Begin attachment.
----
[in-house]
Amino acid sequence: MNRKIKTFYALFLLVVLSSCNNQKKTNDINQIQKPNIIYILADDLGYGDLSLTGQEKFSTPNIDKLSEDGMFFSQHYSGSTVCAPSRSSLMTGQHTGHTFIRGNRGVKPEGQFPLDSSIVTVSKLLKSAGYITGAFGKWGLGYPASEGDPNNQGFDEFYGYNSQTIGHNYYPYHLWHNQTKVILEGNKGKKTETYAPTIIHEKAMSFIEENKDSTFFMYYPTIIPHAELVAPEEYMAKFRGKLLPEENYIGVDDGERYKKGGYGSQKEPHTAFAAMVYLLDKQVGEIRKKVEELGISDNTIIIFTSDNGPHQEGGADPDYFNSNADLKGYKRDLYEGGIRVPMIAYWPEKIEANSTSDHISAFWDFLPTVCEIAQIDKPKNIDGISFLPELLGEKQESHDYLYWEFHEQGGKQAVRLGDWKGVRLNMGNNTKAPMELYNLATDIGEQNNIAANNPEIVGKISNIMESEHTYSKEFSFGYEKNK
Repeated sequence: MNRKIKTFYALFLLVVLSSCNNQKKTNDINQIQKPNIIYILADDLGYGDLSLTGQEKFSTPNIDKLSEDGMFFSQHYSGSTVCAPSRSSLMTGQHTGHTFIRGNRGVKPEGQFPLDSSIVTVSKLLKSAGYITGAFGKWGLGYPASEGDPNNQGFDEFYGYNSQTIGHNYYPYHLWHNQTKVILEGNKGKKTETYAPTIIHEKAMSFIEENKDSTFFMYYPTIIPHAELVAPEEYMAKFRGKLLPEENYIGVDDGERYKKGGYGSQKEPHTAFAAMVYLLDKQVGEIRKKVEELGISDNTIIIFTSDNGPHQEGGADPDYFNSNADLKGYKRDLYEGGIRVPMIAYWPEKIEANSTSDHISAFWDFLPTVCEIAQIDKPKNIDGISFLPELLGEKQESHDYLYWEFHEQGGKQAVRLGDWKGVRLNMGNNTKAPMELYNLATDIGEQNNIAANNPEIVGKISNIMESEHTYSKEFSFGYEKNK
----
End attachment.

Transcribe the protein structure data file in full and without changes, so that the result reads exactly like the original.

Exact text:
[in-house]
Amino acid sequence: MNRKIKTFYALFLLVVLSSCNNQKKTNDINQIQKPNIIYILADDLGYGDLSLTGQEKFSTPNIDKLSEDGMFFSQHYSGSTVCAPSRSSLMTGQHTGHTFIRGNRGVKPEGQFPLDSSIVTVSKLLKSAGYITGAFGKWGLGYPASEGDPNNQGFDEFYGYNSQTIGHNYYPYHLWHNQTKVILEGNKGKKTETYAPTIIHEKAMSFIEENKDSTFFMYYPTIIPHAELVAPEEYMAKFRGKLLPEENYIGVDDGERYKKGGYGSQKEPHTAFAAMVYLLDKQVGEIRKKVEELGISDNTIIIFTSDNGPHQEGGADPDYFNSNADLKGYKRDLYEGGIRVPMIAYWPEKIEANSTSDHISAFWDFLPTVCEIAQIDKPKNIDGISFLPELLGEKQESHDYLYWEFHEQGGKQAVRLGDWKGVRLNMGNNTKAPMELYNLATDIGEQNNIAANNPEIVGKISNIMESEHTYSKEFSFGYEKNK
Repeated sequence: MNRKIKTFYALFLLVVLSSCNNQKKTNDINQIQKPNIIYILADDLGYGDLSLTGQEKFSTPNIDKLSEDGMFFSQHYSGSTVCAPSRSSLMTGQHTGHTFIRGNRGVKPEGQFPLDSSIVTVSKLLKSAGYITGAFGKWGLGYPASEGDPNNQGFDEFYGYNSQTIGHNYYPYHLWHNQTKVILEGNKGKKTETYAPTIIHEKAMSFIEENKDSTFFMYYPTIIPHAELVAPEEYMAKFRGKLLPEENYIGVDDGERYKKGGYGSQKEPHTAFAAMVYLLDKQVGEIRKKVEELGISDNTIIIFTSDNGPHQEGGADPDYFNSNADLKGYKRDLYEGGIRVPMIAYWPEKIEANSTSDHISAFWDFLPTVCEIAQIDKPKNIDGISFLPELLGEKQESHDYLYWEFHEQGGKQAVRLGDWKGVRLNMGNNTKAPMELYNLATDIGEQNNIAANNPEIVGKISNIMESEHTYSKEFSFGYEKNK